Moving Platteville Outdoors gave itself until Saturday to meet the $1.676 million goal for the Rountree Branch lighting and paving project.
On Monday, about $14,000 short of that goal, the MPO committee decided to go ahead with the entire trail project.
“Given the way the entire community has responded, the MPO steering group feels that the balance needed would be forthcoming,” said Platteville Community Arboretum board member Gene Weber Monday afternoon. “Trail-side businesses are being revisited to assure all their questions are answered. Lighting and other materials will be ordered early this week,” along with clearing of trees on either side of the trail.
Part of the reason for going ahead with the project is the Platteville Common Council’s vote Aug. 11 to expand the city’s financial commitment, from $200,000 to $285,000, using 2016 city funds.
The city originally approved a $50,000 matching grant in 2012 to what then was PCA’s “3 for $100K” project, to improve the trail and replace the trail bridge near Business 151 and Valley Road. Those funds were to come from the city’s Parkland Development Fund, funded by impact fees assessed on new residential units.
In March 2014, PCA replaced the “3 for $100K” project with Moving Platteville Outdoors, the proposal to pave and light the trail from Chestnut Street to the trail intersection north of Menards.
“After talks with grant specialists at various agencies and foundations, PCA realized that finding funding for lighting alone would be near impossible and that a larger project would likely be more attractive to funders,” said Weber in early 2014.
The council in March 2014 increased the city commitment to $200,000, taking the original $50,000 and another $20,000 from parking impact fees, $25,000 from the park Capital Improvement Plan, and $105,000 from Tax Incremental Financing District 5.
On Aug. 11, the council voted unanimously to add another $85,000 in financial commitment, with $23,000 from the Robert and Marjorie Graham Community Fund, and $62,000 from funds that were to be used for work on the city’s Municipal Building this year.
The vote included using up to $50,000 in 2016 park impact fees as a contingency fund should PCA’s $34,000 contingency fund run out.
“We do consider that a little low,” said Weber of PCA’s contingency fund.
District 4 Ald. Ken Kilian said he was opposed to using Municipal Building funds for the trail project.
District 1 Ald. Barb Stockhausen, however, said it was too late to do significant Municipal Building work this year. “I highly feel we should use that money,” she said.
The vote means some of the Capital Improvement Fund that was supposed to go to Municipal Building work will go to building work this year.
When at-large Ald. Mike Denn asked how long borrowing from TIF 5 to fund the project would extend TIF 5’s being paid off, city Director of Administration Duane Borgen answered, “We don’t really know what TIF dollars we’re going to receive the next few years. The earlier we pay off the loan, the better for us. … We basically pay off as much as we can.”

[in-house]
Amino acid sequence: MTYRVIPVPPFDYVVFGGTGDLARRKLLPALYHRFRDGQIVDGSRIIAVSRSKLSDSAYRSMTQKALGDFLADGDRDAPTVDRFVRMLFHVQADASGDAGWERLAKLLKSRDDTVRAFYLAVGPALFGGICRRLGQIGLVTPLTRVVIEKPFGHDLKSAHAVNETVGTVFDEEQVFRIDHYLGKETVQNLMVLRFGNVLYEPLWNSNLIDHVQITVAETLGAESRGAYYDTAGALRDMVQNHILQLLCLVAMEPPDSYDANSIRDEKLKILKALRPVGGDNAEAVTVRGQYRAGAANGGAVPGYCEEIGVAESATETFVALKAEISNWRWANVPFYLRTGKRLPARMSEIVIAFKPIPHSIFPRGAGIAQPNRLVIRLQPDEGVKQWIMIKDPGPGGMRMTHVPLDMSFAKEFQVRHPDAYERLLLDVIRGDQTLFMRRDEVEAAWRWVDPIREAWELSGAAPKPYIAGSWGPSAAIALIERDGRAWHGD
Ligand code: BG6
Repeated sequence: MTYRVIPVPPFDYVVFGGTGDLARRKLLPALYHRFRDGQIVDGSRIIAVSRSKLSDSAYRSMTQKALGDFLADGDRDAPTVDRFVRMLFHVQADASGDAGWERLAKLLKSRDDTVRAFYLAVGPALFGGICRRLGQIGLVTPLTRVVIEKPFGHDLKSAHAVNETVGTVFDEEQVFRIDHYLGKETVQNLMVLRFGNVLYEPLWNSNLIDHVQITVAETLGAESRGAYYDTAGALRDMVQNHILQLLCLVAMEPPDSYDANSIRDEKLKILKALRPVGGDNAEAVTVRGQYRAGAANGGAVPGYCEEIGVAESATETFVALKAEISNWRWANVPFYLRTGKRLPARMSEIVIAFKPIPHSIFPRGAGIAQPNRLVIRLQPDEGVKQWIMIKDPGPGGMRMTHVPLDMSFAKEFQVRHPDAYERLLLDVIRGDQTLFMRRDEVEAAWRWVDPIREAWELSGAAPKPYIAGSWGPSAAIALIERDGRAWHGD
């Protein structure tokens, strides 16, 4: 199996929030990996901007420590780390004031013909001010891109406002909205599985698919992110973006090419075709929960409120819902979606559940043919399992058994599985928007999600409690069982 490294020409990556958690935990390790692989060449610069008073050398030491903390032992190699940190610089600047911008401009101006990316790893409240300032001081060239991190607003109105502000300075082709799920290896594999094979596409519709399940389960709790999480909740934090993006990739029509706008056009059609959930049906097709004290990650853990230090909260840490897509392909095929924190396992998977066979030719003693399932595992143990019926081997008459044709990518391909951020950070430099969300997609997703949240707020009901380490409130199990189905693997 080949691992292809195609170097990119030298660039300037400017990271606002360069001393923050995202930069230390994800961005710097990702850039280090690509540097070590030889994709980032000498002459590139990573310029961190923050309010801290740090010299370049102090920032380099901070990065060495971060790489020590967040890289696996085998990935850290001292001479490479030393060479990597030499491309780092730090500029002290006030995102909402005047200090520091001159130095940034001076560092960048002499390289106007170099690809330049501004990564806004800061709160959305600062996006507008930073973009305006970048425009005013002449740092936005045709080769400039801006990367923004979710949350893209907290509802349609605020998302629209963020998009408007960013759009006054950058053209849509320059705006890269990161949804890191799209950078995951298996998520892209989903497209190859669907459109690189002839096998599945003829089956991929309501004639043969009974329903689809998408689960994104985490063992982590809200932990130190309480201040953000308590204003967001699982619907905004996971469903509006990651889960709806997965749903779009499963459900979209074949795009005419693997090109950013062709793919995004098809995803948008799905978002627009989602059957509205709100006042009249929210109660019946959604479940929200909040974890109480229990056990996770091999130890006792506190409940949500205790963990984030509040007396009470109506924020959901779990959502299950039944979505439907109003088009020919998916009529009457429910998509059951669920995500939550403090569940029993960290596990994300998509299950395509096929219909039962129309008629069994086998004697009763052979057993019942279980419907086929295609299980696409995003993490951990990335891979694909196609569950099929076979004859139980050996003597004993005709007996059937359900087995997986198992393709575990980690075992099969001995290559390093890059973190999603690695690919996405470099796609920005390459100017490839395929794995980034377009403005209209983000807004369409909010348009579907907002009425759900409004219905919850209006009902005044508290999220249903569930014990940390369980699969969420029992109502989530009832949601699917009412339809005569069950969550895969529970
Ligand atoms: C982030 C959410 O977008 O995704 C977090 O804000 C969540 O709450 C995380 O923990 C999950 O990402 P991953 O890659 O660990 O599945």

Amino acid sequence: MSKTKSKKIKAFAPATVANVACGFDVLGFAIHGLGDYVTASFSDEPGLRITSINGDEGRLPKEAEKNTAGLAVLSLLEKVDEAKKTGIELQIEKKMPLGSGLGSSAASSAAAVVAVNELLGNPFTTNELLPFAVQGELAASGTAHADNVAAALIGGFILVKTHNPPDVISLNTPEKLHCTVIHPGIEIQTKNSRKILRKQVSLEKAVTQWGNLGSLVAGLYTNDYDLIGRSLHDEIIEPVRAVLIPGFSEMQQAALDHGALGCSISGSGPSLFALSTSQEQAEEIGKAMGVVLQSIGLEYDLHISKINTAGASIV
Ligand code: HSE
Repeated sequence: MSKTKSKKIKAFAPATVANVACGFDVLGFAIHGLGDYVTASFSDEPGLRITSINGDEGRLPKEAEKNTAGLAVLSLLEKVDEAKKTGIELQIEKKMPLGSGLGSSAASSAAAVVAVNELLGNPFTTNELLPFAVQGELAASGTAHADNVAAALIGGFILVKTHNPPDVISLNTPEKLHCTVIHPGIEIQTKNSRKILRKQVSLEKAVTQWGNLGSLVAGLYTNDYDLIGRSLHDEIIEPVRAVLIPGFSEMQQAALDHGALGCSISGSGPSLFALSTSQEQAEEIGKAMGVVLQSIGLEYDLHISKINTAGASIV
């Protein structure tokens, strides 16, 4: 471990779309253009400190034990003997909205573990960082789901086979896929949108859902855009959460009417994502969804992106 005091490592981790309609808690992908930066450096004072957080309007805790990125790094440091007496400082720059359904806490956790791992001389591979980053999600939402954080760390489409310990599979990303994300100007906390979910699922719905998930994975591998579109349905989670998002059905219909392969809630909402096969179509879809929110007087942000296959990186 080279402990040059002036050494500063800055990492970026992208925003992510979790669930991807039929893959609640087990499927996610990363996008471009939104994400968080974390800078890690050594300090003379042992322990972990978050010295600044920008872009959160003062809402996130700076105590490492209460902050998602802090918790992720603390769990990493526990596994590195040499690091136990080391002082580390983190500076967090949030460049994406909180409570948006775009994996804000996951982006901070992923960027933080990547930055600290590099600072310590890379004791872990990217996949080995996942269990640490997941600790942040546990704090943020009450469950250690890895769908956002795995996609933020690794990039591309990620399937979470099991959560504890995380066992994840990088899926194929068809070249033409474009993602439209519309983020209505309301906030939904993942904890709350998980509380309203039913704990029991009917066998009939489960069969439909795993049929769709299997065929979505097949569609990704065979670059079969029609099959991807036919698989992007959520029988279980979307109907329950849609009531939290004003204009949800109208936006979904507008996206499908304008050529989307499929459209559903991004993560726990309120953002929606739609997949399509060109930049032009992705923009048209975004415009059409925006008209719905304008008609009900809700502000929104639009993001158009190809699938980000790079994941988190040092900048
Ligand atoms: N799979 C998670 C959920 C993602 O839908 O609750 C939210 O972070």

When Denn asked what happens if PCA didn’t meet its fundraising goal by Saturday, Weber answered, “It just makes sense that we should fully fund the project before we add anything to the contingency. But that’s just my opinion.”
PCA’s Angie Wright said the project “also supports city goals,” including a “coordinated and balanced transportation system,” and was an “investment that will improve the quality of life.”
Rule Construction of Dodgeville is doing the two major parts of the project — paving and lighting the trail for $988,227.30, approved by the Platteville Common Council July 14, and building a new bridge over Rountree Branch at Valley Road for $180,938.45, approved by the Common Council Aug. 11.
Rule’s bid included three subcontractors — Iverson Construction of Kieler for pavement, Augelli Concrete Excavating of Richland Center for concrete work, and Schmidt Electrical Construction of Platteville for electrical work, according to city documents.
The bridge will be upgraded from the originally proposed design to allow one-half or three-quarter-ton pickup trucks to cross over the bridge, for $3,500 more than the original bid. The bid alternate was recommended by Delta 3 Engineering, which said in a memo that a higher weight rating would allow a pickup truck-mounted snowplow to remove snow; otherwise snow would have to be removed from the bridge by hand.
The first part of the project, near Katie’s Garden at the Platteville Regional Chamber, will be started in early September and is scheduled to be completed by April 30. The remainder of the project is scheduled to be completed by Aug. 15, 2016.
The largest portion of the funding of the project was a $642,692 Department of Natural Resources grant, which required a local funding match. The project also got a $45,000 federal Recreational Trails Program grant.
The UW–Platteville Foundation pledged $100,000. The Cindy Tang Charitable Trust contributed $25,000 in a challenge grant. Platteville Development Group pledged $25,000. Southwest Health pledged $20,000.
As of May, the project had received almost $190,000 in other grants and corporate donations outside Platteville, plus about $146,000 in local business donations and fundraising projects, and almost $250,000 in the residential fundraising drive and from service clubs and other projects.
PCA pledged to pay for half of maintenance costs up to $2,500 per year.